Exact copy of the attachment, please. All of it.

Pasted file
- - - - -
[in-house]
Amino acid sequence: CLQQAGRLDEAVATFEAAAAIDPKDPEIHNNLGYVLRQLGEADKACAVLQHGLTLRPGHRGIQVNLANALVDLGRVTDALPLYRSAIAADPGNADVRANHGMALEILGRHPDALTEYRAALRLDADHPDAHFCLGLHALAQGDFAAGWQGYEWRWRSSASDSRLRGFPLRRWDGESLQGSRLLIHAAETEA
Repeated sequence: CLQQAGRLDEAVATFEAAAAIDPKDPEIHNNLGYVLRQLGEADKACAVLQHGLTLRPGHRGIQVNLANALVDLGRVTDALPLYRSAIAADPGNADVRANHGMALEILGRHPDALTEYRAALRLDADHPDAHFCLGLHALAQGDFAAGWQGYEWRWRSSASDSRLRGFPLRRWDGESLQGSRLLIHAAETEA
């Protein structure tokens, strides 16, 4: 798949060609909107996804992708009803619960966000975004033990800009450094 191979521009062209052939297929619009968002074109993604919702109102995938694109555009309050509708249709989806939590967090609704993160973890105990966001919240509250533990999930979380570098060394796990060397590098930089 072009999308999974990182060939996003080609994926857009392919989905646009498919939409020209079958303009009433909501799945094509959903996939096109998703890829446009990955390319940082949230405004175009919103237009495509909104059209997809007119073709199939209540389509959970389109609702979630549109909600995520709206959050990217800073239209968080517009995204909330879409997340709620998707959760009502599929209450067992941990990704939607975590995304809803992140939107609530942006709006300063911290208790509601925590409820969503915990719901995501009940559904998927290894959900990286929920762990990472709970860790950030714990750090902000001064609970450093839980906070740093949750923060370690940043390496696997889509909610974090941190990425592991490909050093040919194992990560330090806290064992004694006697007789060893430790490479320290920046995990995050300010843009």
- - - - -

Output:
[in-house]
Amino acid sequence: CLQQAGRLDEAVATFEAAAAIDPKDPEIHNNLGYVLRQLGEADKACAVLQHGLTLRPGHRGIQVNLANALVDLGRVTDALPLYRSAIAADPGNADVRANHGMALEILGRHPDALTEYRAALRLDADHPDAHFCLGLHALAQGDFAAGWQGYEWRWRSSASDSRLRGFPLRRWDGESLQGSRLLIHAAETEA
Repeated sequence: CLQQAGRLDEAVATFEAAAAIDPKDPEIHNNLGYVLRQLGEADKACAVLQHGLTLRPGHRGIQVNLANALVDLGRVTDALPLYRSAIAADPGNADVRANHGMALEILGRHPDALTEYRAALRLDADHPDAHFCLGLHALAQGDFAAGWQGYEWRWRSSASDSRLRGFPLRRWDGESLQGSRLLIHAAETEA
């Protein structure tokens, strides 16, 4: 798949060609909107996804992708009803619960966000975004033990800009450094 191979521009062209052939297929619009968002074109993604919702109102995938694109555009309050509708249709989806939590967090609704993160973890105990966001919240509250533990999930979380570098060394796990060397590098930089 072009999308999974990182060939996003080609994926857009392919989905646009498919939409020209079958303009009433909501799945094509959903996939096109998703890829446009990955390319940082949230405004175009919103237009495509909104059209997809007119073709199939209540389509959970389109609702979630549109909600995520709206959050990217800073239209968080517009995204909330879409997340709620998707959760009502599929209450067992941990990704939607975590995304809803992140939107609530942006709006300063911290208790509601925590409820969503915990719901995501009940559904998927290894959900990286929920762990990472709970860790950030714990750090902000001064609970450093839980906070740093949750923060370690940043390496696997889509909610974090941190990425592991490909050093040919194992990560330090806290064992004694006697007789060893430790490479320290920046995990995050300010843009």